Q: I grind my teeth in my sleep. What can be done? (click for answer)

A:  Bruxism (teeth grinding) and/or jaw clenching are two damaging ways people subconsciously use to cope with stress. Bruxism often occurs while people are sleeping.  Besides stress and anxiety, bruxism can be caused by sleep disorders, an abnormal bite, or by missing or malposed teeth.  The forces generated by grinding or clenching causes stressful pressure on the muscles, tissues, and jaw.  Symptoms may include a dull headache or a sore jaw upon awakening in the morning.  Bruxism can loosen or fracture teeth, cause earaches, and damage the jaw joint. If your bruxism is stress related, physical therapy, exercise, counseling, muscle relaxants may help reduce stress and anxiety. To help maintain healthy teeth, your dentist can fit you with a custom nightguard to protect your teeth while you sleep.

 

Q: Is everyone a good candidate for teeth whitening (bleaching)? (click for answer)
A:  No, not everyone is a good candidate for teeth whitening.  If you have restorations such as crowns, veneers, or tooth colored fillings in your front teeth, these will not be affected by the whitening agent.  The surrounding teeth will whiten, and the teeth with restorations will remain the same color, so they will stand out.  Hypersensitive teeth are also not good candidates for teeth whitening because the sensitivity may worsen.  Teeth with yellowish hued discoloration typically respond well to whitening; brownish hues less well, and gray-ish hued discolorations (e.g. tetracycline stains) may not whiten at all.

Pregnant or nursing women should not whiten their teeth as there is insufficient research on the safety of teeth whitening on pregnant or lactating women. Your dentist has a number of options for teeth whitening from traditional custom whitening trays to modern light therapy. Contact our office for all of your whitening and cosmetic needs.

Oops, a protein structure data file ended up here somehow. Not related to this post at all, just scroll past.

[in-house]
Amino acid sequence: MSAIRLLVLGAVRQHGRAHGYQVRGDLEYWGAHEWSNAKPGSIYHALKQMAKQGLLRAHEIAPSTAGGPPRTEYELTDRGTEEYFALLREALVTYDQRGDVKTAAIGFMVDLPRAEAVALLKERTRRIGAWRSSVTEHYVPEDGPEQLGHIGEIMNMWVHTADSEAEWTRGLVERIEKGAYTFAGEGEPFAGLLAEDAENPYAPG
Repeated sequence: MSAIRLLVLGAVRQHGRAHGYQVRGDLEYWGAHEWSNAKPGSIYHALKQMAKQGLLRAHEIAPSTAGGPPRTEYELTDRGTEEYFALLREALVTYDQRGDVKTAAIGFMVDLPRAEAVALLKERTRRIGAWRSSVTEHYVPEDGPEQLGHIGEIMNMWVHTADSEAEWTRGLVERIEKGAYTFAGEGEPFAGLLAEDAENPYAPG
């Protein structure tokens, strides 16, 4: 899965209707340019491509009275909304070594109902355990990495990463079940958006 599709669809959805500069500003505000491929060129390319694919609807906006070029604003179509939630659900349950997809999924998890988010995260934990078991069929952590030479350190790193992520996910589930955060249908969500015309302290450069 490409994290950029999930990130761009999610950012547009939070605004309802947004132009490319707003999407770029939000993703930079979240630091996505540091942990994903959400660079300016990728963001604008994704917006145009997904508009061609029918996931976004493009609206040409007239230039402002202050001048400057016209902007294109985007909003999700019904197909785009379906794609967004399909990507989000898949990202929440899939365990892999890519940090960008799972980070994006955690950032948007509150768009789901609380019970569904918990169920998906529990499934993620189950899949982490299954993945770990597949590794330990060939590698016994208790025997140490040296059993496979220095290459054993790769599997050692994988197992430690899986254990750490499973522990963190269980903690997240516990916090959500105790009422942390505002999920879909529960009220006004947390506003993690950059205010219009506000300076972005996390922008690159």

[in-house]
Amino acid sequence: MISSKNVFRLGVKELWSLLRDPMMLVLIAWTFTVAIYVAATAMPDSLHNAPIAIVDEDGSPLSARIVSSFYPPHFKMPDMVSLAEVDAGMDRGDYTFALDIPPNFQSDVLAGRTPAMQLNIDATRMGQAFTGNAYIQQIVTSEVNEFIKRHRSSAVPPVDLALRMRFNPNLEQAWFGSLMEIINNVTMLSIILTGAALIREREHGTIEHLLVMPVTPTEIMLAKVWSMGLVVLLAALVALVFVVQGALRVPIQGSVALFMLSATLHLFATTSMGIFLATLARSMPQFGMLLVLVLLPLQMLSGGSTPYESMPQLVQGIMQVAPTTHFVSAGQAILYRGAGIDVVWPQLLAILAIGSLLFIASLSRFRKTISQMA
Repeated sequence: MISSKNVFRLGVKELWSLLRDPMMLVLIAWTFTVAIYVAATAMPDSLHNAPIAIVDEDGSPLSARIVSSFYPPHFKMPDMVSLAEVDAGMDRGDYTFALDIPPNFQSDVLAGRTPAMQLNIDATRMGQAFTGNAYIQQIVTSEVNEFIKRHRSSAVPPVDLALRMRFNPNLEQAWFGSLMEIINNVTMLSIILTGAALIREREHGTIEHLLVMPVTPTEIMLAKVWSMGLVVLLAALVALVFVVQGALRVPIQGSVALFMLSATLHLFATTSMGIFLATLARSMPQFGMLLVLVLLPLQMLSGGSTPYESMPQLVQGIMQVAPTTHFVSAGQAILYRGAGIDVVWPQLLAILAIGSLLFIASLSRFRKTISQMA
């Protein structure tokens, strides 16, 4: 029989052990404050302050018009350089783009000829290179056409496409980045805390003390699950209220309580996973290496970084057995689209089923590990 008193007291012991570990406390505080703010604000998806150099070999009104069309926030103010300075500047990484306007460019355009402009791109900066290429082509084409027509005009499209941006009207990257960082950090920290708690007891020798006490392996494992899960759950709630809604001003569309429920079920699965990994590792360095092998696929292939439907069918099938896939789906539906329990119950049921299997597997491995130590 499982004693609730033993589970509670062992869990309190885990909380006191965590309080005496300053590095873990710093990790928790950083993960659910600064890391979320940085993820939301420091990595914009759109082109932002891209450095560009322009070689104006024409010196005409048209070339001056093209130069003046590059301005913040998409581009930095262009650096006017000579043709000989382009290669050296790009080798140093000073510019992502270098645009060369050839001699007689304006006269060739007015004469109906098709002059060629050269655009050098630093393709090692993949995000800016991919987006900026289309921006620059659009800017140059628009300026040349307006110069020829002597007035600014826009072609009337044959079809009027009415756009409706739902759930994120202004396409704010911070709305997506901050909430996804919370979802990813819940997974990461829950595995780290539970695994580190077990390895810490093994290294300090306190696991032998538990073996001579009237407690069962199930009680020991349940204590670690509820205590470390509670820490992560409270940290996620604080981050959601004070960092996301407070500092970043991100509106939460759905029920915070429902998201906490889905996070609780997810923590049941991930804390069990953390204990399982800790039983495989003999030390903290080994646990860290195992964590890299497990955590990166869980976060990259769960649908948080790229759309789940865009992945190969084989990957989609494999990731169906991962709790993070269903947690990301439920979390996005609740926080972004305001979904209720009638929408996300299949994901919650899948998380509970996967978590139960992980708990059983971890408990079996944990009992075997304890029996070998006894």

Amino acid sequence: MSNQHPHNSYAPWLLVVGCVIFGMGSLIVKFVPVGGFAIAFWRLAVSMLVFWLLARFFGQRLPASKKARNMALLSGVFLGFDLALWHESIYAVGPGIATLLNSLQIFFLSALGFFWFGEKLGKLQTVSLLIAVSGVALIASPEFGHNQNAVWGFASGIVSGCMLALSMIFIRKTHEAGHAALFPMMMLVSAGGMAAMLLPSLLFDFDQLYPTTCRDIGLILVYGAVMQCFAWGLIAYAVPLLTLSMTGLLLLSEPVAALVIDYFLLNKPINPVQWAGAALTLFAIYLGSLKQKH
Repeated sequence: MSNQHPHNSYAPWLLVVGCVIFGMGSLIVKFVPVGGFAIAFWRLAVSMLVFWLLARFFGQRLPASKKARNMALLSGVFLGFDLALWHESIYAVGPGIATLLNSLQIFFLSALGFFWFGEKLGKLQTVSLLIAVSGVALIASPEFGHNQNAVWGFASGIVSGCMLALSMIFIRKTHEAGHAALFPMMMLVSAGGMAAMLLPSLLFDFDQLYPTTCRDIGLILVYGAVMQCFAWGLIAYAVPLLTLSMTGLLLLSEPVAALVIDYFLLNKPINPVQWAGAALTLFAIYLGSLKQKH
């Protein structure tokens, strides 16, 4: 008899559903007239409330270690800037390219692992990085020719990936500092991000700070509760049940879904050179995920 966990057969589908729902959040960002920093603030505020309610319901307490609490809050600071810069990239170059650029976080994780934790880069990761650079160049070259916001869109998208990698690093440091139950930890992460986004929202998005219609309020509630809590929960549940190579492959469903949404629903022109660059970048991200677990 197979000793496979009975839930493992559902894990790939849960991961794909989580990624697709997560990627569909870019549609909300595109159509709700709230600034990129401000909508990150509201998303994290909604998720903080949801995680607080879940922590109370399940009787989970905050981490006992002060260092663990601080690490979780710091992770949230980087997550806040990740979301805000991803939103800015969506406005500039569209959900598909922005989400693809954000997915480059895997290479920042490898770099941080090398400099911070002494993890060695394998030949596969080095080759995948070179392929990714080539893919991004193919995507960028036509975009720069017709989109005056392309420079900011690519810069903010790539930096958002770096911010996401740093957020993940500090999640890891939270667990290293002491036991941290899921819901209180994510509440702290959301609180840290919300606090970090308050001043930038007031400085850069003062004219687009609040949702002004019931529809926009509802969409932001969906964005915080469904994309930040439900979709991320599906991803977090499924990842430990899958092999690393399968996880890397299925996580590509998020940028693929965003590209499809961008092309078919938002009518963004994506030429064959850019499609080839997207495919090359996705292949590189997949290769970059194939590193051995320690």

Q: What is a dental implant? (click for answer)
A:  A dental implant is a manufactured post that is designed to replace natural tooth roots.  Dental implants are one option for replacing one or more missing teeth.  The implant is usually made of titanium, which is well tolerated by the human body.  It fuses to the jawbone and gum to become a stable base for a single crown, several crowns, a partial denture, or full dentures.  Replacing a missing tooth with an implant is generally a three-part process that requires several months.  The first step involves placing the implant into the jawbone.  The gum is then secured over the implant.  The implant will remain covered for 3 to 6 months while it fuses to the bone, a process called “osseointegration.”  In the second step, the implant is uncovered and the dentist attaches an extension called a post or abutment, to the implant.  The gum tissue is allowed to heal around the abutment.  In the third step, a crown is attached to the abutment.  Implants look and feel like natural teeth and are today’s alternative to bridges and dentures.  Advances in comfort conscious dentistry allows your dentist to drastically reduce the discomfort traditionally associated with dental implants.